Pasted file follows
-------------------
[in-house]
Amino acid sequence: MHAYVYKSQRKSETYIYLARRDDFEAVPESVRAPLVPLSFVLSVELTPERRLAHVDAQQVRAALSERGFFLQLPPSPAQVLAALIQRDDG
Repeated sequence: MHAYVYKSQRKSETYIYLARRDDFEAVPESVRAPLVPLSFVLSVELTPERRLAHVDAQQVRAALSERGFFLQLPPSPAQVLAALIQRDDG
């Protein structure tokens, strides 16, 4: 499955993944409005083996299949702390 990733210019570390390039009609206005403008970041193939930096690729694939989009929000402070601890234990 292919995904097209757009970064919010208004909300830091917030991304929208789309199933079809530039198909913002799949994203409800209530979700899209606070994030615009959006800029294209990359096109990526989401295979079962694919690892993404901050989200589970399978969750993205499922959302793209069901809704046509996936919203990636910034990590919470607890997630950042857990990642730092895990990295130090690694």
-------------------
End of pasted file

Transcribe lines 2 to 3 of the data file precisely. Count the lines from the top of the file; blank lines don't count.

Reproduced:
Amino acid sequence: MHAYVYKSQRKSETYIYLARRDDFEAVPESVRAPLVPLSFVLSVELTPERRLAHVDAQQVRAALSERGFFLQLPPSPAQVLAALIQRDDG
Repeated sequence: MHAYVYKSQRKSETYIYLARRDDFEAVPESVRAPLVPLSFVLSVELTPERRLAHVDAQQVRAALSERGFFLQLPPSPAQVLAALIQRDDG